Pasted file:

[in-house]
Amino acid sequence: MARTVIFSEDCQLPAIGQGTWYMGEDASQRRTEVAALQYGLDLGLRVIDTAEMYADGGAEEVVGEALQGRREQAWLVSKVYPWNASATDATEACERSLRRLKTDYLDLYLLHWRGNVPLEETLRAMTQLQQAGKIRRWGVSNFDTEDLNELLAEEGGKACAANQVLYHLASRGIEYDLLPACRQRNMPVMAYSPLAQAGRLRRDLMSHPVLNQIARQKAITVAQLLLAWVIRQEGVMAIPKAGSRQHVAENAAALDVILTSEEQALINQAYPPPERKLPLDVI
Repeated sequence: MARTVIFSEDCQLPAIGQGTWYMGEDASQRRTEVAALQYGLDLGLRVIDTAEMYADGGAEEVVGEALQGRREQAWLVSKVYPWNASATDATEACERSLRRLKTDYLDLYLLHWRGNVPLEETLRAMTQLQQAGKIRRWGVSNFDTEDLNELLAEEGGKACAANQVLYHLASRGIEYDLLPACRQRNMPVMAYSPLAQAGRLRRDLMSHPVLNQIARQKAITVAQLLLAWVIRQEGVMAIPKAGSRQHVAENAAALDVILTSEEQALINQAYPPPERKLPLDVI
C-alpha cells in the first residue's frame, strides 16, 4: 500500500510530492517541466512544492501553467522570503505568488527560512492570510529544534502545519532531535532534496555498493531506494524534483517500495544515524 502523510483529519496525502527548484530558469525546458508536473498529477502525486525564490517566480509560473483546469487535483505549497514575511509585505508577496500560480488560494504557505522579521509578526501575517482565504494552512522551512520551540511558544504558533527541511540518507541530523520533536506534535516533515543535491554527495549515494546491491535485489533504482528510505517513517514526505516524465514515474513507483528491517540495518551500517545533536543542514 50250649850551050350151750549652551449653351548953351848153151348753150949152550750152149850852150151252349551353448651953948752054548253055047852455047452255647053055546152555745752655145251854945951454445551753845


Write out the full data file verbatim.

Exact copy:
[in-house]
Amino acid sequence: MARTVIFSEDCQLPAIGQGTWYMGEDASQRRTEVAALQYGLDLGLRVIDTAEMYADGGAEEVVGEALQGRREQAWLVSKVYPWNASATDATEACERSLRRLKTDYLDLYLLHWRGNVPLEETLRAMTQLQQAGKIRRWGVSNFDTEDLNELLAEEGGKACAANQVLYHLASRGIEYDLLPACRQRNMPVMAYSPLAQAGRLRRDLMSHPVLNQIARQKAITVAQLLLAWVIRQEGVMAIPKAGSRQHVAENAAALDVILTSEEQALINQAYPPPERKLPLDVI
Repeated sequence: MARTVIFSEDCQLPAIGQGTWYMGEDASQRRTEVAALQYGLDLGLRVIDTAEMYADGGAEEVVGEALQGRREQAWLVSKVYPWNASATDATEACERSLRRLKTDYLDLYLLHWRGNVPLEETLRAMTQLQQAGKIRRWGVSNFDTEDLNELLAEEGGKACAANQVLYHLASRGIEYDLLPACRQRNMPVMAYSPLAQAGRLRRDLMSHPVLNQIARQKAITVAQLLLAWVIRQEGVMAIPKAGSRQHVAENAAALDVILTSEEQALINQAYPPPERKLPLDVI
C-alpha cells in the first residue's frame, strides 16, 4: 500500500510530492517541466512544492501553467522570503505568488527560512492570510529544534502545519532531535532534496555498493531506494524534483517500495544515524 502523510483529519496525502527548484530558469525546458508536473498529477502525486525564490517566480509560473483546469487535483505549497514575511509585505508577496500560480488560494504557505522579521509578526501575517482565504494552512522551512520551540511558544504558533527541511540518507541530523520533536506534535516533515543535491554527495549515494546491491535485489533504482528510505517513517514526505516524465514515474513507483528491517540495518551500517545533536543542514 50250649850551050350151750549652551449653351548953351848153151348753150949152550750152149850852150151252349551353448651953948752054548253055047852455047452255647053055546152555745752655145251854945951454445551753845